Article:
You can choose bananas, veggies and hummus with yogurt or apples as your snacks for the night. A salad with roasted vegetables and chicken, yogurt, and granola, can also be a healthy light meal.
It is important to drink enough water in order to remain hydrated. This will help you maintain your body’s temperature, prevent infection and improve cognition.
Even just 2% of dehydration is enough to affect attention, memory and psychomotor abilities. Maintaining proper hydration can help with weight loss, detoxification and headaches. All of these are essential for nurses working the night shift.
Water requirements vary from person to person depending on the amount of water lost, what you eat, and your body weight. You can measure how hydrated you are by looking at the color of urine. You are likely dehydrated if your urine has a dark color and a strong smell. It should look like straw, a light-yellow color.
Planning is the key to success on a night shift. Planning is essential, no matter which aspect you are considering. Planning is required for all the following:
- Your sleep schedule
- Social interaction with friends
- Night shift nurses and dates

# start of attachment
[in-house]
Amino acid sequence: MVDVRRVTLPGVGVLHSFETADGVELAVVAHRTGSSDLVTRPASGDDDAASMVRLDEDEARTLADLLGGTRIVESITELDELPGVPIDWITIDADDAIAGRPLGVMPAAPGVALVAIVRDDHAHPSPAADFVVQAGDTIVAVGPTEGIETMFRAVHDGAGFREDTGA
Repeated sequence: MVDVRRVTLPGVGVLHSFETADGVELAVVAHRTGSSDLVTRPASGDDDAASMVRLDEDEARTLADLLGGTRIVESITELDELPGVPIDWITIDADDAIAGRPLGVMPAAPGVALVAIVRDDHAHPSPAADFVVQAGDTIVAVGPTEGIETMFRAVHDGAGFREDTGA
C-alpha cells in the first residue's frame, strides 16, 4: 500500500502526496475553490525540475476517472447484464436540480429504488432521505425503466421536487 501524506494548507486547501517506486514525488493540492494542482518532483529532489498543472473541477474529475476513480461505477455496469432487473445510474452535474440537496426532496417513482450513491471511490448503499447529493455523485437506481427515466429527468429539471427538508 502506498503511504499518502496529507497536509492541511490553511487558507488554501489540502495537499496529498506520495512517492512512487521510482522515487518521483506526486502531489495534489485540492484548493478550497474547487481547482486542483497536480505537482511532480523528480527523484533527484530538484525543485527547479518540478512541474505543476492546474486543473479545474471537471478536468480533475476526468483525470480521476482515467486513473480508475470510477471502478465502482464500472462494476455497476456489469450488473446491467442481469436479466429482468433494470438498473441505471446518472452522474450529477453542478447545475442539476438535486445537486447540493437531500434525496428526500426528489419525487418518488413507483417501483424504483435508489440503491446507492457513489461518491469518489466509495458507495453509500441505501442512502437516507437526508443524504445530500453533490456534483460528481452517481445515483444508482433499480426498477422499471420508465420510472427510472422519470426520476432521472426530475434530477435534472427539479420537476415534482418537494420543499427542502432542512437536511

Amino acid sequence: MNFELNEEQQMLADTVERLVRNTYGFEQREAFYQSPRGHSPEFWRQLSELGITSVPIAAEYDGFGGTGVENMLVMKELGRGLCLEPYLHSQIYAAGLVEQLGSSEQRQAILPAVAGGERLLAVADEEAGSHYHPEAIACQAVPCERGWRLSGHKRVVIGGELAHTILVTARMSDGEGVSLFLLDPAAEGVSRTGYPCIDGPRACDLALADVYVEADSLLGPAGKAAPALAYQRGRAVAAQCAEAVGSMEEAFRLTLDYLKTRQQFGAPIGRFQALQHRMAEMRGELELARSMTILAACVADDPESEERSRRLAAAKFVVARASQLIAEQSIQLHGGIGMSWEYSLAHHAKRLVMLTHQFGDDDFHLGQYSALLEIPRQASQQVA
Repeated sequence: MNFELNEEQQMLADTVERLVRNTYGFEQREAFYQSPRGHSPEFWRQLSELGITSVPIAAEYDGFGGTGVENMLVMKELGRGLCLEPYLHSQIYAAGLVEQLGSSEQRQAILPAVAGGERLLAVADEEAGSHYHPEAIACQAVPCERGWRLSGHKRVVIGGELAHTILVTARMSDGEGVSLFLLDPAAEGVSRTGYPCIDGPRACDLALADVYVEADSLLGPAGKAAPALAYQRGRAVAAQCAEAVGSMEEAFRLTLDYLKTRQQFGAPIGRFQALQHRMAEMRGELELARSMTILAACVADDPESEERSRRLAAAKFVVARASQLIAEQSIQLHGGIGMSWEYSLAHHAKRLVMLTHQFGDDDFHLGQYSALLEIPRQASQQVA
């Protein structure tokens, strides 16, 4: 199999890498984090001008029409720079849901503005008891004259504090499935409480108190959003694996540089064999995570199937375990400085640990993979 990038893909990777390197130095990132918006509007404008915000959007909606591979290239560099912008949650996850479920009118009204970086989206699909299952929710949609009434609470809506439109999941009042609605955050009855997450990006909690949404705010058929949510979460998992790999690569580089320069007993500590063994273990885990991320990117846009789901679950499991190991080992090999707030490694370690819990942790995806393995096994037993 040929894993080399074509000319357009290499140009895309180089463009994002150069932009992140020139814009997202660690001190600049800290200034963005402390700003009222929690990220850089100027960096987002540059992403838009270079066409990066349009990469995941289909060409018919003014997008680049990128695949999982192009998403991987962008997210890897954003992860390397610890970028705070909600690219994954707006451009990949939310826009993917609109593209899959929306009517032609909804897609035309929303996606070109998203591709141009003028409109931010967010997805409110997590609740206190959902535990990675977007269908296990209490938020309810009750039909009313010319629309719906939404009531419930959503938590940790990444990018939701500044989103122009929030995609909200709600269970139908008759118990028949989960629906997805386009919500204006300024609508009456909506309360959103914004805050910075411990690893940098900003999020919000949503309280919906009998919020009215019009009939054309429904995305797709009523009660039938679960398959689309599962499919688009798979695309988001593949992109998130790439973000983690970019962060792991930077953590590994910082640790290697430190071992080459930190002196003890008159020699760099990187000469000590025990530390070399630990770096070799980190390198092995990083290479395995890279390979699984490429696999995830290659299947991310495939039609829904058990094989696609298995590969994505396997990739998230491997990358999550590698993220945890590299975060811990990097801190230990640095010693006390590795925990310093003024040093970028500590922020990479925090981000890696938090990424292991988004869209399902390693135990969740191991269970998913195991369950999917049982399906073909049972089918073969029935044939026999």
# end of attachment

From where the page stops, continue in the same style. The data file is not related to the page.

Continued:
- Get business done.
It is helpful for some nurses to keep a regular schedule every week. You could, for example, go grocery shopping every Thursday and stay up late on Mondays to call businesses that are open in the morning.
You are the only one who can decide what days and times work for you. You must still plan in advance to get adequate sleep and eat healthy food so that you can nurse on night shift.
You can enjoy your night shift colleague’s company
Walden suggests making friends with night shift co-workers.
She says, “I will just say that night shifts usually have a stronger sense of teamwork on the floor. This part shouldn’t be difficult.”
Nursing is also difficult, she says. You can get help from your colleagues throughout the day and they will understand when you are having trouble staying awake. You can get advice from them about how to socialize with your friends while you are sleeping. You can use them as a sounding-board for encouragement and understanding.
Early Morning Rush
The morning rush is a shock to new night-shift nurses. After working all night long, the morning is a welcome relief. It’s suddenly here. Walden suggests that you plan ahead and do the necessary tasks before your day shift begins.